Primary schools may need to consult local mosques and involve families in their efforts to get all children in England swimming, inspectors have said.
Schools in the report had extra funding to improve swimming
An Ofsted report said most 11-year-olds did now reach the national curriculum target of being able to swim 25 metres.
But some groups of pupils were missing out, including ethnic minorities with little experience of swimming.
Even among schools which had received extra money to boost swimming, in one in six attainment was "inadequate".
In these schools, the key factor was lack of time devoted to the subject.
In a quarter of the 12 local authorities visited, the way that swimming facilities had been centralised meant pupils spent more than twice as long travelling to the pool as they spent in the water.
Ofsted's director of education, Miriam Rosen, said pupils recognised that swimming would help them to enjoy life, be healthy and stay safe, particularly in cases of emergency.
"Their views on the swimming programmes have been overwhelmingly positive.
"However, more needs to be done to address the barriers that prevent all pupils participating in swimming activities in order to build self-esteem, keep fit and healthy and to meet swimming standards."
Her inspectors' report focused on visits to 30 schools in 12 areas.
The schools were in 17 "school sport partnerships", given additional funding under a special initiative to boost the quality and effectiveness of swimming provision.
Most teaching was good, with teachers often being qualified swimming instructors.
Good attention was paid in most instances to ensuring that appropriate account was taken of cultural issues, the report said.
But it added: "Evidence from this small sample of schools suggested that pupils from some black minority ethnic groups often started with less experience of swimming than other groups and made the least progress.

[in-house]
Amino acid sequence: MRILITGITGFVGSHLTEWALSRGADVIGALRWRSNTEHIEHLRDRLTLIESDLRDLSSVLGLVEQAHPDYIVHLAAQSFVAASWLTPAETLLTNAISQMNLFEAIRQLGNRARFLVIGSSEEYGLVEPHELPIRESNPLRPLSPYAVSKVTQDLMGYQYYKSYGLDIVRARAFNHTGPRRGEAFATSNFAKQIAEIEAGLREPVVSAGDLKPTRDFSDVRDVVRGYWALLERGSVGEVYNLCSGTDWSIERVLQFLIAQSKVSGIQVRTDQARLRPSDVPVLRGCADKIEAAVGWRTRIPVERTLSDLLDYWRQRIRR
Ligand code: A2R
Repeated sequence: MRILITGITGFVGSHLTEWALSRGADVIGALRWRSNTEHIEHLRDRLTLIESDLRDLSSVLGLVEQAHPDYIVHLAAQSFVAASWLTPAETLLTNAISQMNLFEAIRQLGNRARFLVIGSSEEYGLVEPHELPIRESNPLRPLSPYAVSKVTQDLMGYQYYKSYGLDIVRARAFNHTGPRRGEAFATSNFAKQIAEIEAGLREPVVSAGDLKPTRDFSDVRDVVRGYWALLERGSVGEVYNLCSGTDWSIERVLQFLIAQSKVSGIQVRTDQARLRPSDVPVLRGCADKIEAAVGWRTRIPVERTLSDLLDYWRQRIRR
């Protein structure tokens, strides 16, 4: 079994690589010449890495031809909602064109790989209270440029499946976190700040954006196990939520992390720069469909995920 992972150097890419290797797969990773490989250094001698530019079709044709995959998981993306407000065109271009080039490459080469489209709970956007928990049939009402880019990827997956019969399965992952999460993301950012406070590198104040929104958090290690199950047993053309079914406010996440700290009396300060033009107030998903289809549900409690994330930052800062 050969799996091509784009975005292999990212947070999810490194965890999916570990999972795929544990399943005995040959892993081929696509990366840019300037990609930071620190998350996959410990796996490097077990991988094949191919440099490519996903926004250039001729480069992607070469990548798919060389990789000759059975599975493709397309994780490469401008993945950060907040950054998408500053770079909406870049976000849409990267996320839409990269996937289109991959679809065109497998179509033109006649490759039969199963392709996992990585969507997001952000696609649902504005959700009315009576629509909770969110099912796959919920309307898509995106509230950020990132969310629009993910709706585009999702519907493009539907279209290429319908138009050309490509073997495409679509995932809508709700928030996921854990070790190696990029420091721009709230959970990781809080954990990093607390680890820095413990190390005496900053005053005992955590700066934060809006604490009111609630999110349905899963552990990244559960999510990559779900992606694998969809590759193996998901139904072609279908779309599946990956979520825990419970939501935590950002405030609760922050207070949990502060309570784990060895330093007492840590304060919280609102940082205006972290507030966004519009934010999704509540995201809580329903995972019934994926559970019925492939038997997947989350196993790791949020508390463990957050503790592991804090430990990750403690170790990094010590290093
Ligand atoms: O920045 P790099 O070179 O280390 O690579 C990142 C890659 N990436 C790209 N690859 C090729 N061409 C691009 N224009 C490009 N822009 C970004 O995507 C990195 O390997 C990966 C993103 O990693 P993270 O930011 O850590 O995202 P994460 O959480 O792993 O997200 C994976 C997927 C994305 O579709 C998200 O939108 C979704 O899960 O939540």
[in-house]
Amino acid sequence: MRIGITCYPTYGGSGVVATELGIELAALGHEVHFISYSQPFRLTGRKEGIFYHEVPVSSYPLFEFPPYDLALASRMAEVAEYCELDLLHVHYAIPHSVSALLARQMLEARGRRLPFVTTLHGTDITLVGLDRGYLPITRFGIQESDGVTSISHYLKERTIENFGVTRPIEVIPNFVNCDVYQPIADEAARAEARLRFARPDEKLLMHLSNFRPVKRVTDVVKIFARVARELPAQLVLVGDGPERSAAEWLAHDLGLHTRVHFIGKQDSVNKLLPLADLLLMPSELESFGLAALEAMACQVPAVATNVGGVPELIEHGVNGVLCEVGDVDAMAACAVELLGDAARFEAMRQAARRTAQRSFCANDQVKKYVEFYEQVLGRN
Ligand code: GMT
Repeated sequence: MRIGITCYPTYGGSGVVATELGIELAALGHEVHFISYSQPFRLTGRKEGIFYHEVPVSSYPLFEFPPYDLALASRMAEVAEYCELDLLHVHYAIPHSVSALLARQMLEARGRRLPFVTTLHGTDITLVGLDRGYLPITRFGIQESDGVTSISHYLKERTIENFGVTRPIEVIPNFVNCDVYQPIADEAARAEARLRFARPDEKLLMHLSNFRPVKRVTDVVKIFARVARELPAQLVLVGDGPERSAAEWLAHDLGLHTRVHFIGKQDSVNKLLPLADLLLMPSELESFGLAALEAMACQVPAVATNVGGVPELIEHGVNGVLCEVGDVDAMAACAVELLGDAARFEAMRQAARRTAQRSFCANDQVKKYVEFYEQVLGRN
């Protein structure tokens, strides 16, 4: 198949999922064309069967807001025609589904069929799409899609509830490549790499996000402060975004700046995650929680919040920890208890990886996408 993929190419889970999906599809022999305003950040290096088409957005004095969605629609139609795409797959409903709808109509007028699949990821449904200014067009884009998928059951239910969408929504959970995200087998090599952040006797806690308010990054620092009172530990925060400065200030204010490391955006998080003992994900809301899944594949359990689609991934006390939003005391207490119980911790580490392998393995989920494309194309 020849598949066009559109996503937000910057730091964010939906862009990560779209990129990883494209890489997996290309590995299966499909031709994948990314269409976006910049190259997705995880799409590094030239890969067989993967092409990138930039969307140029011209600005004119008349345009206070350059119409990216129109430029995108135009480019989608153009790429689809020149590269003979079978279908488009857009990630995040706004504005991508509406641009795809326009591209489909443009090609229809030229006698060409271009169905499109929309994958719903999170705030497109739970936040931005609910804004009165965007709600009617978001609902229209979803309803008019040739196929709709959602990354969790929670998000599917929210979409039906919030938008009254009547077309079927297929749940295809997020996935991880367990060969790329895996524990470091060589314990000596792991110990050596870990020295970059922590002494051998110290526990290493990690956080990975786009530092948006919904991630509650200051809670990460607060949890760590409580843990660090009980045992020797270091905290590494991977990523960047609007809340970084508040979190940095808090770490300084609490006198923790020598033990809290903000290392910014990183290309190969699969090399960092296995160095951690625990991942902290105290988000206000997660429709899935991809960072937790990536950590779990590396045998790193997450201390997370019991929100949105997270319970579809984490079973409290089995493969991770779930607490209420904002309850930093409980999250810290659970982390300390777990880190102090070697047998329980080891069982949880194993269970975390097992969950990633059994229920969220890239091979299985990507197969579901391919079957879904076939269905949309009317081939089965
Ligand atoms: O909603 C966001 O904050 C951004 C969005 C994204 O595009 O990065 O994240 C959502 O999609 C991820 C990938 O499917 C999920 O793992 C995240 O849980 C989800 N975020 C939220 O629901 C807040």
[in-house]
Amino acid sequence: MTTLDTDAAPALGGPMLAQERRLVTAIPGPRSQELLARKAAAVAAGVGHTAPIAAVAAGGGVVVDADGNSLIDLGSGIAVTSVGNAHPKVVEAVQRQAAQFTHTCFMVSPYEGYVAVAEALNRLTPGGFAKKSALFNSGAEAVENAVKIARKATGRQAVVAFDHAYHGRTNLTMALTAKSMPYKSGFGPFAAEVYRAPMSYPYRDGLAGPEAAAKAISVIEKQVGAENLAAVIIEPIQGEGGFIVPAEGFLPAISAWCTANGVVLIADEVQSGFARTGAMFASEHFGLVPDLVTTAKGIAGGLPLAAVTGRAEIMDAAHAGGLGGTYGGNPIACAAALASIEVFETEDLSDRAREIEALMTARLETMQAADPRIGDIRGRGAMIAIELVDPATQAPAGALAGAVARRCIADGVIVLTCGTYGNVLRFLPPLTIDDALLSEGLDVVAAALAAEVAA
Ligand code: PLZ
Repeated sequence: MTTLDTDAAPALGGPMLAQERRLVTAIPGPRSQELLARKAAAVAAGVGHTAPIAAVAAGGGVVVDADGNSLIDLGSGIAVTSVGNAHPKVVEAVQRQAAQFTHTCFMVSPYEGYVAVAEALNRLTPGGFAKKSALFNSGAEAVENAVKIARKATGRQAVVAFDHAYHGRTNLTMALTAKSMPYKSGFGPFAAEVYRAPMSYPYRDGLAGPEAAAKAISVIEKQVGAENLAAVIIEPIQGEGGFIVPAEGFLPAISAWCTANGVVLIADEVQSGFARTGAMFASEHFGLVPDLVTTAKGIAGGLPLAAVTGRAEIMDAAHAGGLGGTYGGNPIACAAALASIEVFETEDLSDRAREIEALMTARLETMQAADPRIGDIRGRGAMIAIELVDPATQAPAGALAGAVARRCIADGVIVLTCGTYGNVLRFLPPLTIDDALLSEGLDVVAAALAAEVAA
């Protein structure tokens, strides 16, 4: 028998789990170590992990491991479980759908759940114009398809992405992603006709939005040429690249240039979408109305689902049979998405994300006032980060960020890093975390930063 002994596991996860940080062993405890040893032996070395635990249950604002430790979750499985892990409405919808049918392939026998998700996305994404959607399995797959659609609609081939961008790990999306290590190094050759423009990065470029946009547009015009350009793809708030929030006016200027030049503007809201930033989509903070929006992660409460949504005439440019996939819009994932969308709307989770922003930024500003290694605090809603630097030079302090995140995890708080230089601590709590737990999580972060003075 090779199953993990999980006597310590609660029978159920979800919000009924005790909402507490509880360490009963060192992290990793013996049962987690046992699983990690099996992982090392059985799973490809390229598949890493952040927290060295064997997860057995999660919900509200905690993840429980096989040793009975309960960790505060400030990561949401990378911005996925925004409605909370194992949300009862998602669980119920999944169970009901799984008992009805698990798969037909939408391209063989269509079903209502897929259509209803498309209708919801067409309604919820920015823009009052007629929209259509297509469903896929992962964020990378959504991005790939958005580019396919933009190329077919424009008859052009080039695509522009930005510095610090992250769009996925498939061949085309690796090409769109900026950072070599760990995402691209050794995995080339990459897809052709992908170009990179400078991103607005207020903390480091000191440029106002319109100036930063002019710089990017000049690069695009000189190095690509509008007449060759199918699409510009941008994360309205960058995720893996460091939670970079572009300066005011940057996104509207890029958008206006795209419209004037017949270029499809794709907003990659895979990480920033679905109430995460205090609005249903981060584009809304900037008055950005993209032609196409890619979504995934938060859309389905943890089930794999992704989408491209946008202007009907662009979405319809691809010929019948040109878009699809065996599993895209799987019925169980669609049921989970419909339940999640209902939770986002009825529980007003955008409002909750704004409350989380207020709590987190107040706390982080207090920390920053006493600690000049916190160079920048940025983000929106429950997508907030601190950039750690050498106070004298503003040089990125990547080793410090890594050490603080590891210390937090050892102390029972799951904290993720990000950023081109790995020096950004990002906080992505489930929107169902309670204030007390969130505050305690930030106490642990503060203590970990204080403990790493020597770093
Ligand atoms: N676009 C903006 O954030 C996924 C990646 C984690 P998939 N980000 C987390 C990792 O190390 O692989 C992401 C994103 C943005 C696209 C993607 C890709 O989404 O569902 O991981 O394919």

"Providers did not always recognise or acknowledge this in their planning.
"Instances of good practice included consultation with a local mosque on how to improve participation of Muslim pupils, and family swimming programmes to involve parents from black minority ethnic groups."
Gifted and talented swimmers were often not well catered for, the report said. And the tracking of the individual progress made by all pupils was generally not well done.
"Teaching was often less effective with pupils with behavioural, emotional and social difficulties.
"The swimming teachers lacked experience and confidence with these pupils and sometimes resorted to excluding them from lessons in the absence of other strategies," said the report.
Children's Minister Kevin Brennan said the government had made "excellent progress" in its drive to make sure every 11-year-old in England could swim 25 metres.
"We introduced the top-up programme specifically to target those pupils who needed extra help, and to date 30,000 more pupils have learnt to swim as a result," he said.
"I am encouraged that well over half of pupils targeted by the national top-up programme are learning to swim and meeting the national curriculum requirement.
"This represents a real achievement since these pupils were poor or non-swimmers before."
Ofsted found however that the effect of the national top-up programme for weak swimmers had been mixed.
"In half the schools visited the impact was inadequate, so that too many pupils entered Key Stage 3 unable to swim the expected 25 metres."